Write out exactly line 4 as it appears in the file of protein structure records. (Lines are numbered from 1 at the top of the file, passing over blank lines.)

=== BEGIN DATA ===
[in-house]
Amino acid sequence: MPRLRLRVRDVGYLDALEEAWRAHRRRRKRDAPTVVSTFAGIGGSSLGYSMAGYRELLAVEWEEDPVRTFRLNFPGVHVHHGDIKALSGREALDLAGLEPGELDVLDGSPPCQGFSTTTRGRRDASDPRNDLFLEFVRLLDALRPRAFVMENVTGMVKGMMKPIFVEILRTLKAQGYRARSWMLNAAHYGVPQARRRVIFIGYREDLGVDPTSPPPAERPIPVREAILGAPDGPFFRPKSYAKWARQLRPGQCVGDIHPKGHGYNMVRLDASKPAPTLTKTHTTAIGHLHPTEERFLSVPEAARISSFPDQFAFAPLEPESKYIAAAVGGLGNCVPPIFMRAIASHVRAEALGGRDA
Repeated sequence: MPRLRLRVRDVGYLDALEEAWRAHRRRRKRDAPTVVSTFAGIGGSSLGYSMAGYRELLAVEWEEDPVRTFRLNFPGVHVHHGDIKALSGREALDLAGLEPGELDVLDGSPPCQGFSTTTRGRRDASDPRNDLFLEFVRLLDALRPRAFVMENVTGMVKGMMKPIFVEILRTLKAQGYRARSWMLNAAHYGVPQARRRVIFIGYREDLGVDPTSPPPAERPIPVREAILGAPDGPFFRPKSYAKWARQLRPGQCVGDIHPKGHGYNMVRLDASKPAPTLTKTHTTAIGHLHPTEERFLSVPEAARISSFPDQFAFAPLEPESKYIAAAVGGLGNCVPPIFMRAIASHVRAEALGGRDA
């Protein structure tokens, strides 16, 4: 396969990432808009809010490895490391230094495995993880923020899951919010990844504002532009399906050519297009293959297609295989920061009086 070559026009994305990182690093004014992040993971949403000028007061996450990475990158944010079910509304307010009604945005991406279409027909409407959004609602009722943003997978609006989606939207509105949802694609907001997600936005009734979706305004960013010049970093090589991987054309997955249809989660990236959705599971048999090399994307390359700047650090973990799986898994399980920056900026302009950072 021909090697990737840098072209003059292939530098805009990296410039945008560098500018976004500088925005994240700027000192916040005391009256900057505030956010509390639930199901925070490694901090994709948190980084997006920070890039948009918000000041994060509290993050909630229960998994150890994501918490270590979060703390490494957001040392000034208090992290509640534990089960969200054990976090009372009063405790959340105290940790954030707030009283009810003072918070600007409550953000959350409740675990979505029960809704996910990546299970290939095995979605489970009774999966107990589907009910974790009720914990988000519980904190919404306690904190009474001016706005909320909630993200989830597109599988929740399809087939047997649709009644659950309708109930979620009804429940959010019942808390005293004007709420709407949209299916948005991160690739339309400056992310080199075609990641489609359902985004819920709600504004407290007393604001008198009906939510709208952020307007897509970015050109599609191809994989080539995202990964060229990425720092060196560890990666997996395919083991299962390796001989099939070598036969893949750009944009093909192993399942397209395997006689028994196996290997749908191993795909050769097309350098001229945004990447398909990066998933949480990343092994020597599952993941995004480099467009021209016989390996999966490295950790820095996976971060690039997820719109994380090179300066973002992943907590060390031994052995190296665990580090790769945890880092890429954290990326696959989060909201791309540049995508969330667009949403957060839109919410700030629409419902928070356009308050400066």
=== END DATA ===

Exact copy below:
């Protein structure tokens, strides 16, 4: 396969990432808009809010490895490391230094495995993880923020899951919010990844504002532009399906050519297009293959297609295989920061009086 070559026009994305990182690093004014992040993971949403000028007061996450990475990158944010079910509304307010009604945005991406279409027909409407959004609602009722943003997978609006989606939207509105949802694609907001997600936005009734979706305004960013010049970093090589991987054309997955249809989660990236959705599971048999090399994307390359700047650090973990799986898994399980920056900026302009950072 021909090697990737840098072209003059292939530098805009990296410039945008560098500018976004500088925005994240700027000192916040005391009256900057505030956010509390639930199901925070490694901090994709948190980084997006920070890039948009918000000041994060509290993050909630229960998994150890994501918490270590979060703390490494957001040392000034208090992290509640534990089960969200054990976090009372009063405790959340105290940790954030707030009283009810003072918070600007409550953000959350409740675990979505029960809704996910990546299970290939095995979605489970009774999966107990589907009910974790009720914990988000519980904190919404306690904190009474001016706005909320909630993200989830597109599988929740399809087939047997649709009644659950309708109930979620009804429940959010019942808390005293004007709420709407949209299916948005991160690739339309400056992310080199075609990641489609359902985004819920709600504004407290007393604001008198009906939510709208952020307007897509970015050109599609191809994989080539995202990964060229990425720092060196560890990666997996395919083991299962390796001989099939070598036969893949750009944009093909192993399942397209395997006689028994196996290997749908191993795909050769097309350098001229945004990447398909990066998933949480990343092994020597599952993941995004480099467009021209016989390996999966490295950790820095996976971060690039997820719109994380090179300066973002992943907590060390031994052995190296665990580090790769945890880092890429954290990326696959989060909201791309540049995508969330667009949403957060839109919410700030629409419902928070356009308050400066």